LIVE UPDATES: In this year’s “state of the union” speech, Putin focused mainly on curing Russia’s largely self-inflicted wounds, making admissions he normally doesn’t make for the Western press.
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Today Russian President Vladimir Putin gave his annual address to the Federation Council, the upper chamber of parliament, Kommersant and other Russia media reported.
In this year’s “state of the union” speech, Putin focused mainly on curing Russia’s largely self-inflicted wounds, making admissions he normally doesn’t make for the Western press. His one bone thrown to the US — in a speech minimizing foreign policy issues in keeping with tradition — was promoted for foreign propaganda and then picked up as if a breakthrough.
But it’s worth noting that, as always, Putin said that he wanted such relations to be “on the basis of equal rights and mutual profit.”
What that means is that the US can’t make demands of Russia and has to accept reality on the Kremlin’s terms, which includes its war on Ukraine, ostensibly to protect Russian separatists; its bombing of anti-Assad rebels and civilian areas, rather than ISIS, to prop up Syrian President Bashar al-Assad; its bringing of Kalibr missiles, with the capability of launching nuclear warheads, up to the border of Estonia in Kaliningrad Region; its dropping out of the plutonium agreement; and numerous other unilateral actions that are irritants if not dangers to the West.
Kommersant has produced an info-graphic on Putin’as address (which we summarize below), noting that it was 68 minutes long and 7,322 words, and not even one of his longest speeches. The most-used words were “year,” “Russia,” “must,” “development,” “country,” “people,” “decision,” “important,” “now,” and “number.” The topics that took up the most time were economics and business, social issues, and domestic policy, with international relations and the war on terrorism taking much less time, and science taking the least amount of time of all.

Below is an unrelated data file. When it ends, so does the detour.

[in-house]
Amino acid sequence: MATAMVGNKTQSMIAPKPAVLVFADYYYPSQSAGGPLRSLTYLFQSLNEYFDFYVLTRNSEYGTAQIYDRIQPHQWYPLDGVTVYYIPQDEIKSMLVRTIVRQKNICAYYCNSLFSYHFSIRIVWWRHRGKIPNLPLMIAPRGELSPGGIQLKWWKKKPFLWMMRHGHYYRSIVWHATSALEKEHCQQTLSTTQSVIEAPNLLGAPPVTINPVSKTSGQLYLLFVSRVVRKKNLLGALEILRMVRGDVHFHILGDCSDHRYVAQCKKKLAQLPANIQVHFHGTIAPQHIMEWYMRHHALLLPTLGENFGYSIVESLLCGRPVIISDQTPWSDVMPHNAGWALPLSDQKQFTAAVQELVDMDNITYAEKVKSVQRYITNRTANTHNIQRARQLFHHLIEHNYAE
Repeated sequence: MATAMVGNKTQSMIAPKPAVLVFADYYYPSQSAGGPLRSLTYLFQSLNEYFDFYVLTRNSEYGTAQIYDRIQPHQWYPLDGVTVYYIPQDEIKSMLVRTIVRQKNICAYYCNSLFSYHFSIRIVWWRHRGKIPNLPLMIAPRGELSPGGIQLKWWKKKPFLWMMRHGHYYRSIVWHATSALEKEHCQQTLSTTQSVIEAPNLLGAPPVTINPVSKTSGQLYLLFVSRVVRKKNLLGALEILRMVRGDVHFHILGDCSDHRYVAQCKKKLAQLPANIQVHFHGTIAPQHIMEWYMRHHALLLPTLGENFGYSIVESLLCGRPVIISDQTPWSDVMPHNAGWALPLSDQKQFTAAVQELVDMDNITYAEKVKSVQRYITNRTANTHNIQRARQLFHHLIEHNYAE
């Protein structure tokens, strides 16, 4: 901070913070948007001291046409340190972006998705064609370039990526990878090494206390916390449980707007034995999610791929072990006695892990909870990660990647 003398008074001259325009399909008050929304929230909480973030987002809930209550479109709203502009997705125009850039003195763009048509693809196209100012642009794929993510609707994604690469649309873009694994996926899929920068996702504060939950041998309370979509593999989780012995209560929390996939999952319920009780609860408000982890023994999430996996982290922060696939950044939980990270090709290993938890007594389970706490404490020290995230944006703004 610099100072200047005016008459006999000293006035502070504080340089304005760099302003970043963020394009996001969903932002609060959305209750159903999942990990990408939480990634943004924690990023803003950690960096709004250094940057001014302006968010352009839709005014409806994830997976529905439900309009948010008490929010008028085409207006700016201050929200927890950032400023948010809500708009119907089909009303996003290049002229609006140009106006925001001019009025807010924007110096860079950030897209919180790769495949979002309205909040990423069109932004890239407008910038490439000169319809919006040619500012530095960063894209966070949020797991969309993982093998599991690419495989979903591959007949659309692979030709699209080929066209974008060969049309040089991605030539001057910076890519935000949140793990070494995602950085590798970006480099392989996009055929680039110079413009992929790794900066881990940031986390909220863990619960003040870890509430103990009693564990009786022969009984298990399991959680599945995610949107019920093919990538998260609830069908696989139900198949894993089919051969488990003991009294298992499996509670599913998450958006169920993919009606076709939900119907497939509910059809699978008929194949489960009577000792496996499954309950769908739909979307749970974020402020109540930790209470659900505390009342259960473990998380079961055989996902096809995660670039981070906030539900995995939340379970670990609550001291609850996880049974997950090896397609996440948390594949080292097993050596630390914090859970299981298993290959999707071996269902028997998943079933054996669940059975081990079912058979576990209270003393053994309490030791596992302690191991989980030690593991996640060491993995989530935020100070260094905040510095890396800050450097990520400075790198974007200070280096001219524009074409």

The United Russian People
“Let us understand: we are a united people, we are one people, and we have one Russia,” Putin emphasized, mindful of the ethnic tensions that pull the Russian Federation apart, notably in the North Caucasus and Siberia.
While Putin has worked to create a concept of rossiyanin — “Russian citizen” — rather than “russkiy” — ethnic Russian — he also has a concept of “Russian World” (Russkiy Mir) which highlights the specifically nationalist emphasis on the Russian ethnicity, language and culture. As Paul Goble, our syndicated columnist often reports, other languages and cultures are de-funded, and religions outside of Russian Orthodoxy are curbed, particularly Islam.
High-Speed Internet and Education
Putin then made two major proposals that only underscored Russia’s previous backwardness (if there were hospitals without Internet and lack of teachers in schools):
But Russian programmers have gained prominence for two negative trends — hacking of Western institutions — including the Democratic National Committee before the US elections, said to be state-directed — and moving abroad to work for Western companies like Google or Facebook, because wages and conditions at home are worse.
He said last year, Russian IT export totaled $7 billion; tax revenue from Russian IT companies increased because of favorable tax rates, so he proposed keeping them until 2023; Kommersant reported that the ministries of labor and health have opposed an open-ended tax break for IT because of the need for revenue in state coffers. Currently, those IT companies that pass through a special accreditation with the Ministry of Communications pay 14% in taxes whereas others pay 30%. IT tax rates were planned to increase to 28% in 2019 and then to 30% as others, but the Ministry of Finance, which changed course on this issue, decided there was more good than harm by keeping IT at a reduced tax rate.